I wanted to share my very first Creative Cabin Review for my new training venture at Creative Cabin. This review is written by motion graphic designer extraordinaire, Phil Bearman.
Like many motion graphics designers, I’m entirely self taught. In the early years of my career I spent a lot of time following tutorials, reading the Meyers’ fantastic books, and watching Total Training videos, alongside doing a lot of experimental work in After Effects.
10 years later, and I’ve been fortunate to build a successful business which has kept me very busy and earning a comfortable living throughout.
When you stop learning, your work can start to look tired and repetitive
I’m a firm believer that you should never stop learning, and with software applications as mature and ‘deep’ as After Effects there’s always something new to discover. Unfortunately the downside to being very busy all of the time is that it’s difficult to find time to learn. When you stop learning, your work can start to look tired and repetitive, and you can end up working on ‘auto pilot’ which is both boring and unsatisfying.
Whilst browsing Facebook recently, I landed on Angie Taylor’s page, and one of her posts was promoting something called the “Creative Cabin”.
For those who aren’t familiar with Angie, she is a long-established motion graphics designer who has become well known for her teaching, through books, video tutorials, seminars and classroom teaching, as well as being a regular contributor to community forums.
The Creative Cabin is a residential studio space near Brighton, UK, which Angie has set up. The studio can either be booked as part of a one-to-one training course with Angie or purely as accommodation, providing a space for you to work on creative projects away from your usual working environment which can be a great boost to creativity.
The Creative Cabin appealed to me in three ways:
• Firstly, as an opportunity to take a break from work (as with many self-employed people, I don’t take nearly enough holiday time!)
• Secondly, to do some much needed learning to reinvigorate my passion and creativity, away from the pressures of deadlines, emails and the phone ringing
• Thirdly, to spend some time talking with a fellow motion graphics designer.
Unlike the USA, with it’s many “After Effects User Groups”, the UK doesn’t really have a social scene for motion graphics
Although I’ve been ‘in the business’ for 10 years, I’ve never actually spent any time in the company of fellow motion graphics designers. Unlike the USA, with it’s many “After Effects User Groups”, the UK doesn’t really have a social scene for motion graphics and this makes it difficult to meet other designers if you are self-employed. So the closest I’ve come to socialising is via the online forums, which just isn’t the same as being face-to-face with somebody.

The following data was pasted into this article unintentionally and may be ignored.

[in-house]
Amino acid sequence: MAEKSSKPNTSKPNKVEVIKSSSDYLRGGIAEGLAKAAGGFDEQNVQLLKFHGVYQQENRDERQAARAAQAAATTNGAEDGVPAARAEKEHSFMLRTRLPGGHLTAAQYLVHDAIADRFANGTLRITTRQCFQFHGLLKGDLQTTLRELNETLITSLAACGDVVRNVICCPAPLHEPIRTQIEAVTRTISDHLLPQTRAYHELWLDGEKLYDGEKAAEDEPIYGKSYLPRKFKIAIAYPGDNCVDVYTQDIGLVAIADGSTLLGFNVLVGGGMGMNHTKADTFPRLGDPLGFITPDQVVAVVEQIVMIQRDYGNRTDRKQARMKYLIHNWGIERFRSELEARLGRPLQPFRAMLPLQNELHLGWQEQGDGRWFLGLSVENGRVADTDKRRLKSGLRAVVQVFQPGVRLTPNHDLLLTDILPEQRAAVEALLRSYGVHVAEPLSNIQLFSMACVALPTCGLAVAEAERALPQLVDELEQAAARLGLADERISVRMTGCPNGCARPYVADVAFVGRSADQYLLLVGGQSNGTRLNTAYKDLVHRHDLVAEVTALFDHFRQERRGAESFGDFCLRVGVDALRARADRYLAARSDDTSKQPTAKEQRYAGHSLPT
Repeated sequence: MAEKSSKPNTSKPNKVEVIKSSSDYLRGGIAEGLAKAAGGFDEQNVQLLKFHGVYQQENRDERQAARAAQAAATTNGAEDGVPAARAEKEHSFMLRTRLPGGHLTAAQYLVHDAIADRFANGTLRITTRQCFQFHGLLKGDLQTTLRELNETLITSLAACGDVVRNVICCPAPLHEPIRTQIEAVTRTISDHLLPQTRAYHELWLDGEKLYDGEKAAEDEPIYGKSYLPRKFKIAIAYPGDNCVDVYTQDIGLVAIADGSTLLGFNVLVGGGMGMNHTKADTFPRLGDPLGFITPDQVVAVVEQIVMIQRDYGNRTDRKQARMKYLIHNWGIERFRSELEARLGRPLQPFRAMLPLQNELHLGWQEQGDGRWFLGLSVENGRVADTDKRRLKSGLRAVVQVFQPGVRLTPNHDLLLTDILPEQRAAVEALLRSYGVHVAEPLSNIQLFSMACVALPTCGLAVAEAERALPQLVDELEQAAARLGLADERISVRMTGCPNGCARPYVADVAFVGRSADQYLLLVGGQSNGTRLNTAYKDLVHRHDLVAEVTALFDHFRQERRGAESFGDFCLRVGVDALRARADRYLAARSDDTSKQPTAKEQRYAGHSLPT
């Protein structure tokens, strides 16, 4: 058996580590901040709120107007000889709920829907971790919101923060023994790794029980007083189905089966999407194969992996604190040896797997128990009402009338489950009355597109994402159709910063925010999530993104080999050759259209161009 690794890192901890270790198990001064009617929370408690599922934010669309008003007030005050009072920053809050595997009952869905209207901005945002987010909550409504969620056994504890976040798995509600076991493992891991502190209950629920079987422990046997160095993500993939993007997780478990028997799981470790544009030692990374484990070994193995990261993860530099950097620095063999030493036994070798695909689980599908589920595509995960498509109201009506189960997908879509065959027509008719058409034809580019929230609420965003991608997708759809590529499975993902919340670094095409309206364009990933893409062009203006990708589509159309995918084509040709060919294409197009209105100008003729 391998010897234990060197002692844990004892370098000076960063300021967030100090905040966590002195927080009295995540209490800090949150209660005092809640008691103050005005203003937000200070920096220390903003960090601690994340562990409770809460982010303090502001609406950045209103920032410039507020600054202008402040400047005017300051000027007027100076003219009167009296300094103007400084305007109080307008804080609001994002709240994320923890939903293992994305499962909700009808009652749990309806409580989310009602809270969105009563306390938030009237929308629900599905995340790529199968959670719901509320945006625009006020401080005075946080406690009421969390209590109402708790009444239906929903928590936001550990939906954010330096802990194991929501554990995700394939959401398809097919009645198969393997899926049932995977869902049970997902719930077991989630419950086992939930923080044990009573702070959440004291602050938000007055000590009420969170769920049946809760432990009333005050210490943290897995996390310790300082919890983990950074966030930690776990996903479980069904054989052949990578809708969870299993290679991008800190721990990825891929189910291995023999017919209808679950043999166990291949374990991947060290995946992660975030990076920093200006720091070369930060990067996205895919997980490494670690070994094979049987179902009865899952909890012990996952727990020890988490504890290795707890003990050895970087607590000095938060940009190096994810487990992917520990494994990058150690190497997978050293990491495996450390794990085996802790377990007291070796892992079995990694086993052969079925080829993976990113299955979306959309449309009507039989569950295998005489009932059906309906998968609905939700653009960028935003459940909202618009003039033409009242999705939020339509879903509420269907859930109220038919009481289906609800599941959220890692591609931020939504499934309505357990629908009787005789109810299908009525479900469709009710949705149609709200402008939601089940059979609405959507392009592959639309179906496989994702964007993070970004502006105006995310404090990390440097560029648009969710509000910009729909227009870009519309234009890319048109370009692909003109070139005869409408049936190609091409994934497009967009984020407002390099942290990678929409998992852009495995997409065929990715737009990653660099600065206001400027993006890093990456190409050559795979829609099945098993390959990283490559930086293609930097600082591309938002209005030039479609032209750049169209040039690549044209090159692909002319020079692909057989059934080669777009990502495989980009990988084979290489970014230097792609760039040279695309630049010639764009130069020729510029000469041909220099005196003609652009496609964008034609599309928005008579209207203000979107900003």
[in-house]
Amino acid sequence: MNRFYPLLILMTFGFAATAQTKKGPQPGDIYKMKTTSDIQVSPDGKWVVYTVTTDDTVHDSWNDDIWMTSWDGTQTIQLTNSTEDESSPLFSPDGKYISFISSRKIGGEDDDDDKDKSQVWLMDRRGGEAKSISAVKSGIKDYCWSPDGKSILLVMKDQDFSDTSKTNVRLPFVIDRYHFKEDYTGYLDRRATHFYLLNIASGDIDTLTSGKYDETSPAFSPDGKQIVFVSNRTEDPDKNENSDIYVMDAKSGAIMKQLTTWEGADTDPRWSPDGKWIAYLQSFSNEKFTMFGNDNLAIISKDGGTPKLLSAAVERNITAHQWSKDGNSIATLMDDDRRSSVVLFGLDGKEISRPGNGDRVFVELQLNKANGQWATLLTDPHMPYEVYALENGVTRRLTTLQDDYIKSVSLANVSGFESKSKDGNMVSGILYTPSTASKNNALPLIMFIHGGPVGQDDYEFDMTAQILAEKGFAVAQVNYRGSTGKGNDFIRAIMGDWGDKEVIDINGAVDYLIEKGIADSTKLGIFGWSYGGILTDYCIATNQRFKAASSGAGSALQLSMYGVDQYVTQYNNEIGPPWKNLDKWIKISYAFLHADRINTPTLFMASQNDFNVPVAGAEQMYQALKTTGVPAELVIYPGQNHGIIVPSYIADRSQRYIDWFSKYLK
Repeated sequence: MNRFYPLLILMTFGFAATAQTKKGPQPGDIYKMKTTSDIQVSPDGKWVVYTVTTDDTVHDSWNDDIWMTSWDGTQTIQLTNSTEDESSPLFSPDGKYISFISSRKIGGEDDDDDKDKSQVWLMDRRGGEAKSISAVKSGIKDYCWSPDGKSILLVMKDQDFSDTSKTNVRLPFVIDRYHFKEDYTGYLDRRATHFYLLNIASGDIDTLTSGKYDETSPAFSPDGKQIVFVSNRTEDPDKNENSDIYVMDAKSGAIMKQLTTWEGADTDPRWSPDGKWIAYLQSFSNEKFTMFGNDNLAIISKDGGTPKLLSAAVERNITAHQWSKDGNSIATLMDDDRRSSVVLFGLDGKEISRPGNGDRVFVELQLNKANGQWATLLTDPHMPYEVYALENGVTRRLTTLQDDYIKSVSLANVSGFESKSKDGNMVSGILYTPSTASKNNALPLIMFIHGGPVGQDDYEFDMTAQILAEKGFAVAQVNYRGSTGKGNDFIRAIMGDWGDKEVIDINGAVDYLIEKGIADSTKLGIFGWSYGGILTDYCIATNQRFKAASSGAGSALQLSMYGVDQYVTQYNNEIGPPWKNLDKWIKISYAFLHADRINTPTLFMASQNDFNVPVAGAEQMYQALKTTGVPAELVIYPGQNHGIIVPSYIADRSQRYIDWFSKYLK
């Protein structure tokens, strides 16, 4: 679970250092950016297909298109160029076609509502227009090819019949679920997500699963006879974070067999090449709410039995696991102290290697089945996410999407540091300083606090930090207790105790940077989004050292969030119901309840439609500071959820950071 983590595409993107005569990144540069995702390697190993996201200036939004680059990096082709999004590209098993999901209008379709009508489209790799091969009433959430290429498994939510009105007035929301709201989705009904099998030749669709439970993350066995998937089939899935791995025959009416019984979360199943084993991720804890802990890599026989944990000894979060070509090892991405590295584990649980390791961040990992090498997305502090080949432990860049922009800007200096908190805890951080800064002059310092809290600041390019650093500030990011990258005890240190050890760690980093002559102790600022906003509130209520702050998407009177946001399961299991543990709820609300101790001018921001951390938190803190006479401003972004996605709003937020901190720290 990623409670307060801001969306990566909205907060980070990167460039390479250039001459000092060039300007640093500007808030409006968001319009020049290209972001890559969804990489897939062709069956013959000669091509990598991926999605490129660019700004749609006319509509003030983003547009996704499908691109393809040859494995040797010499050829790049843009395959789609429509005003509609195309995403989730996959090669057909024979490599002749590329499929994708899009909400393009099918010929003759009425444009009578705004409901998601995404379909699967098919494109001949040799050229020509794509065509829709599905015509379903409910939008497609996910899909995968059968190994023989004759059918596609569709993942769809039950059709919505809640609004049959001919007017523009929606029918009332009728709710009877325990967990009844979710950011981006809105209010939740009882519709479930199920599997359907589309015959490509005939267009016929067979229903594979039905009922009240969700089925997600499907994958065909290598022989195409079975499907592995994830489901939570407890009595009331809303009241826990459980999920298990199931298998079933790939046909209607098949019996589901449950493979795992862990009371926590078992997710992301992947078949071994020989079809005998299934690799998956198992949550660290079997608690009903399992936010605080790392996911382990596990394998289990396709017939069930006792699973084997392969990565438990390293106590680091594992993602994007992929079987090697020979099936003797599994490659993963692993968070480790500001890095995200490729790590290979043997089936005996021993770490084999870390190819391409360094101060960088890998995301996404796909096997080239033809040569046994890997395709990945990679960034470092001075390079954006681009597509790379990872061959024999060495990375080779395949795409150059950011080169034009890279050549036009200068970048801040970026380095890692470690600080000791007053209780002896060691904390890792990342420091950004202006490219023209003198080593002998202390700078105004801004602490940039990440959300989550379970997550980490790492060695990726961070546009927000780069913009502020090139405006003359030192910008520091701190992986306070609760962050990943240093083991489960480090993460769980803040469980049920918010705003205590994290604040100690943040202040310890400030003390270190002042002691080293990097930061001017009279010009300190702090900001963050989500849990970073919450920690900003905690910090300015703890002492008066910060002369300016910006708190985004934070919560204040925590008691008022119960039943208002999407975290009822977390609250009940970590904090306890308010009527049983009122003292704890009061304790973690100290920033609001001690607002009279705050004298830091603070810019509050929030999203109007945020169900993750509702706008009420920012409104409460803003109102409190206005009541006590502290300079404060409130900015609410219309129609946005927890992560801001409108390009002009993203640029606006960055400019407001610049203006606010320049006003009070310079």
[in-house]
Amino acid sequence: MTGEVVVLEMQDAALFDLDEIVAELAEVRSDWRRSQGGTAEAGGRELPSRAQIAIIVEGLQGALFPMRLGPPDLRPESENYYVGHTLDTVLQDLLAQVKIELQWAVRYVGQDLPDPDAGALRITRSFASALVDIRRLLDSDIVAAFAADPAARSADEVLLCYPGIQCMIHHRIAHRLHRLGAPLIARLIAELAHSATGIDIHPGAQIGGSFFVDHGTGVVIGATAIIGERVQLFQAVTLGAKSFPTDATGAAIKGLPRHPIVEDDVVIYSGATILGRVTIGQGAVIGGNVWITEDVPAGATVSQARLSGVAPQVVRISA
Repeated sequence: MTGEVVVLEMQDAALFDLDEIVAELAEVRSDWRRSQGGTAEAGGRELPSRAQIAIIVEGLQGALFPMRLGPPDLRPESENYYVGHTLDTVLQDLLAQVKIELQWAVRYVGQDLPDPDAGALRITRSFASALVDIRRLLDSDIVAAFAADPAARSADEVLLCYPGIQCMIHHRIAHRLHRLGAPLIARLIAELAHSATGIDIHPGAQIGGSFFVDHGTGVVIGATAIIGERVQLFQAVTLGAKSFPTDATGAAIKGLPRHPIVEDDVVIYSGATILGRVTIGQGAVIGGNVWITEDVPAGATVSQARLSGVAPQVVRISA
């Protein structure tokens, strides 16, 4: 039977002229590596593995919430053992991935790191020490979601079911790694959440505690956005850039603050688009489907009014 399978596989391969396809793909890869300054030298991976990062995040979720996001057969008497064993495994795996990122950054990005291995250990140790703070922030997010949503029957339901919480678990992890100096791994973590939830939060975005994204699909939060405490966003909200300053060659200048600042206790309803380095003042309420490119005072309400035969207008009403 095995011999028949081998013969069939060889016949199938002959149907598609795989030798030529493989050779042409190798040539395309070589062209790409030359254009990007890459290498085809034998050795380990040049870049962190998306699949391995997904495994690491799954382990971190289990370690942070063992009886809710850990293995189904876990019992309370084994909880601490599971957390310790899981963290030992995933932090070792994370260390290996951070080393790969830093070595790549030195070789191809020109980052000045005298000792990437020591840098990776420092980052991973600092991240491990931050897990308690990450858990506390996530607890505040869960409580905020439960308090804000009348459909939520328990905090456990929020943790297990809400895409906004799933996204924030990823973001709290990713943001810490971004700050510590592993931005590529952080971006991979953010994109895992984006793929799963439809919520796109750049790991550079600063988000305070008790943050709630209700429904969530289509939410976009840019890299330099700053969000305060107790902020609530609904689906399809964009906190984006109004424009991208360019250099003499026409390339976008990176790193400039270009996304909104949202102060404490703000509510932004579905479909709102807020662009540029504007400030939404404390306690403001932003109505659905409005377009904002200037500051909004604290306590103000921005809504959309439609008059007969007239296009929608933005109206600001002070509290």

So I booked a two day course at the Creative Cabin and a few weeks later took a train from Manchester to Brighton. From here I took a short bus journey out to the Creative Cabin which is actually situated out of town, slightly further along the coast. Before getting down to work, Angie showed me around the newly refurbished studio which has a picturesque view out over her garden to the sea.
The studio is equipped with basic cooking facilities to allow self-catering (sink, fridge, combi microwave oven), a comfortable double bed, and shower room with underfloor heating, plus there’s an outdoor patio area so you can sit and enjoy the garden and sea view.
At the ‘business end’, there is a large desk which you can either set your own computer up on, or use a provided Mac which has the Adobe Creative Collection installed along with Cinema 4D.
Prior to arriving, I had discussed my requirements with Angie by email. I knew Angie was experienced at 2D character animation, which is an area I’ve shied away from in the past but needed to master for a forthcoming project. So I brought some illustrated characters with me, and together we worked through bringing them to life in After Effects, starting with preparing the artwork in Illustrator, then breaking it down and animating the various components using a combination of methods.
Despite ten years of using After Effects, there were still loads of little AE tips and shortcuts that I picked up from Angie over the course of the two days, but where I actually gained most was from what Angie taught me about using Illustrator.
I’ve been using Illustrator for as long as I’ve been using After Effects, but have only scraped the surface of what it’s capable of – I’ve never explored its features properly (always wanting to jump back to After Effects at the soonest opportunity!) and was really excited to discover just what is possible with Illustrator when you delve in a bit further.
We also did a bit of training in Cinema 4D – another package I’ve been using for years, but only as a secondary tool to AE, so had a list of ‘weak areas’ which we explored.
she’s a great teacher, and has a warm, friendly personality which immediately puts you at ease